The world will celebrate “World Falconry Day” on the 16 November 2021, eleven years to the day that UNESCO officially inscribed falconry on its Representative List of Intangible Cultural Heritage of Humanity at a meeting in Nairobi, Kenya, on the 16th of November 2010, presided over by our then Minister of Culture.
As one of the only three remaining falconers in Kenya (East Africa as a whole) at that time, this was an unusual event for me, given that falconry, and even keeping rehabilitated or injured raptors, was not officially recognised, and permitted in Kenya.
Unlike many countries that consider falconry as part of their cultural heritage based on its longevity (and the USA is one of these), Kenya does have a claim to falconry that goes much further back than they, to the 6th or 7th Century. Buried in a tiny museum on our Kenyan coast, at Gedi, are some falconry bells widely acknowledged by experts because they cannot be anything else. This historically places falconry in Kenya as being very much older than in most countries, in fact on a par with those nations that firmly state that falconry is part of their ancient cultural heritage, like the UK for example.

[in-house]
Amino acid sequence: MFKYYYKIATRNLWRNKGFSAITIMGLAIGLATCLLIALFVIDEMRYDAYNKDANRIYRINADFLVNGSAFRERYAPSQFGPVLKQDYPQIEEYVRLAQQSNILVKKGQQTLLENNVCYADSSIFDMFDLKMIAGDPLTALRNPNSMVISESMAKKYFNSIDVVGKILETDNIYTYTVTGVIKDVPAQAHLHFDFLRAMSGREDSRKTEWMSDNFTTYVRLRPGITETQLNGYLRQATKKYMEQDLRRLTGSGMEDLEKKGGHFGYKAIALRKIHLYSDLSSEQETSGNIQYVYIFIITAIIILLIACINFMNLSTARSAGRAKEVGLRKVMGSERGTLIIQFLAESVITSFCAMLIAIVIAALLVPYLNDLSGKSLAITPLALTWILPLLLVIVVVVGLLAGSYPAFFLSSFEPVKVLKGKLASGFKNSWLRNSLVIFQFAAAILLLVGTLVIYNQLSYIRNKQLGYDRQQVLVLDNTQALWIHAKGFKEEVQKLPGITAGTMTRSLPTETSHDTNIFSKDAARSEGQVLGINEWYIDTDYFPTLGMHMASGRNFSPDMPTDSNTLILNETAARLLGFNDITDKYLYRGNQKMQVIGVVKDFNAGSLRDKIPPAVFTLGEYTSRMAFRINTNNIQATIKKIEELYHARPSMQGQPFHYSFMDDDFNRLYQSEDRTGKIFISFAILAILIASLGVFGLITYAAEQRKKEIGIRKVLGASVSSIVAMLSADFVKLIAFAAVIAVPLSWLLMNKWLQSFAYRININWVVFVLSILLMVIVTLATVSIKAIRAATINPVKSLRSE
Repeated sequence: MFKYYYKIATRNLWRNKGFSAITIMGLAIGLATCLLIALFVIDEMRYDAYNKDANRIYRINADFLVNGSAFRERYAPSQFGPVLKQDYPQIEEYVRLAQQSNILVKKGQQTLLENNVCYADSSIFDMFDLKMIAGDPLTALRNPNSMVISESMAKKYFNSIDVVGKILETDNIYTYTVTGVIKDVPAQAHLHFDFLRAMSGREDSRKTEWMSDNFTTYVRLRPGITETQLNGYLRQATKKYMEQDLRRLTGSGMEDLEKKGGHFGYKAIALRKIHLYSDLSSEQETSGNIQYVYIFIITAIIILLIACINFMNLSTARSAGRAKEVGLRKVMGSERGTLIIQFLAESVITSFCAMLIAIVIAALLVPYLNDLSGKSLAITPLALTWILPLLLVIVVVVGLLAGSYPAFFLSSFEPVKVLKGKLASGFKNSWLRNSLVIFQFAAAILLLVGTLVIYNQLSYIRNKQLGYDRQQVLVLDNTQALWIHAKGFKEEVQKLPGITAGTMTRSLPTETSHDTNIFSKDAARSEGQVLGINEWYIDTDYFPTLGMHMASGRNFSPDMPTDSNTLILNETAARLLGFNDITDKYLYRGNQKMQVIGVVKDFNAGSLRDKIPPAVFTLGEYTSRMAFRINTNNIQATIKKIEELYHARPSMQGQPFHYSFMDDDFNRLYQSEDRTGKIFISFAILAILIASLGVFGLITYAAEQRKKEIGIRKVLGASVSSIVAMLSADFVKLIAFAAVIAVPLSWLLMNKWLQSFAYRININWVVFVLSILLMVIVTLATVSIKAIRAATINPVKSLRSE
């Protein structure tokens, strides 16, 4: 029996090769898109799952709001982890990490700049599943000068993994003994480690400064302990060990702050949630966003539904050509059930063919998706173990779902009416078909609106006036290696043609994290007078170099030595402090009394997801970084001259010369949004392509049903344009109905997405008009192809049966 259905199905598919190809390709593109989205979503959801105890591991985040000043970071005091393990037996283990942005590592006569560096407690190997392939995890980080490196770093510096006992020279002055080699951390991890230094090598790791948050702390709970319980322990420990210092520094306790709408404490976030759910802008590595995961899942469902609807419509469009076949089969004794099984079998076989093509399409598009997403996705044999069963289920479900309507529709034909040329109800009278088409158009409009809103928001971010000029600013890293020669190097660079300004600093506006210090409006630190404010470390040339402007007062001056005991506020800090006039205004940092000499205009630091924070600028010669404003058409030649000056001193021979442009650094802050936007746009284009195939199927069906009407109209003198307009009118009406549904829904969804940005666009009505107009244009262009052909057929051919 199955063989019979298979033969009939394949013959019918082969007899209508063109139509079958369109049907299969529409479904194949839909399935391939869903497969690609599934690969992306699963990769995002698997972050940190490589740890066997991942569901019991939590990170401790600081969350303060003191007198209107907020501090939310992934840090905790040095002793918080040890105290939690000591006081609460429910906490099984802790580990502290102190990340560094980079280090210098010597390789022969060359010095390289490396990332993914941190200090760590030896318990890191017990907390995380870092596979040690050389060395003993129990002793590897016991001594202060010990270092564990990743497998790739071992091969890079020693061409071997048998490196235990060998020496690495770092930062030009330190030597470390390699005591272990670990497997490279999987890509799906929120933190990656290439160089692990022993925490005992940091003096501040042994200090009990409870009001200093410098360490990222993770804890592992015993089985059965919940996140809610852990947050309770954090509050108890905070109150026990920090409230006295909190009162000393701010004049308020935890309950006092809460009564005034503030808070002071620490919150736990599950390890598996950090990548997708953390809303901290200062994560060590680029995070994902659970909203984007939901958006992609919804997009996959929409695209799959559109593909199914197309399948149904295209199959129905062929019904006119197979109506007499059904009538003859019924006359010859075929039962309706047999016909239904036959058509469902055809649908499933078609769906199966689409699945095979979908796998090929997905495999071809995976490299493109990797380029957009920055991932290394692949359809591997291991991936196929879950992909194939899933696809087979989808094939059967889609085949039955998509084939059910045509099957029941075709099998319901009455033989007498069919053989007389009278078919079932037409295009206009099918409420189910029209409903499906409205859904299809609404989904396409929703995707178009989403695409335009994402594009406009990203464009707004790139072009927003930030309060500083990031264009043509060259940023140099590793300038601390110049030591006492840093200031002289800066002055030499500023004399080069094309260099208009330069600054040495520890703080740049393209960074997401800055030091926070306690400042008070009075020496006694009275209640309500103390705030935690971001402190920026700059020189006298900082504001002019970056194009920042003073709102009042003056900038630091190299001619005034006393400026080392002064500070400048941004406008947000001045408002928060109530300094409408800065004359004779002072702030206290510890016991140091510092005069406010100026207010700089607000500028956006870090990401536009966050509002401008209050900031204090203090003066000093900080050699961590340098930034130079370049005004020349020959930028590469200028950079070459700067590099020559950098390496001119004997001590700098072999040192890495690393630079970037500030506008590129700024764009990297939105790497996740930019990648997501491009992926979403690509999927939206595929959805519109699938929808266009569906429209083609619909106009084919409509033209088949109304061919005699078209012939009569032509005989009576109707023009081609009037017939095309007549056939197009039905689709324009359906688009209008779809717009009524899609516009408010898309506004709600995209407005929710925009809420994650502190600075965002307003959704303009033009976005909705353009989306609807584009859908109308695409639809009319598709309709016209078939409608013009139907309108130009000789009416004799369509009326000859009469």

Gedi was, at that time, an Arab trading coastal town with India and China (other nations that practiced falconry at that time), as well as the hinterland, and one may ponder what form it took in this melting pot of cultures. Back then remember that the UK and Western Europe were in the process of learning falconry from the very same aforementioned peoples. This cultural exchange is one of the principle rules recognised by UNESCO, for cultures are adopted and they do evolve in places where they did not originate. Here we step into the sensitive world of human cultural values and out of the world of wildlife conservation, but we are out of order to ignore it and it deserves official respect. Let’s look at something else human made; sport for example. Football coming some 1346 years later is Kenya’s National Sport. Kenyans are proud of its history, yet it is very much more foreign and ‘new’ than falconry.
With over a thousand years of history, plus its monumental global recognition in Nairobi in 2010, Kenya has placed falconry at some cultural forefront, no matter how awkward. It had a little bit to do with the fact that Kenya did have an exemplary falconry record through the 70s and 80s.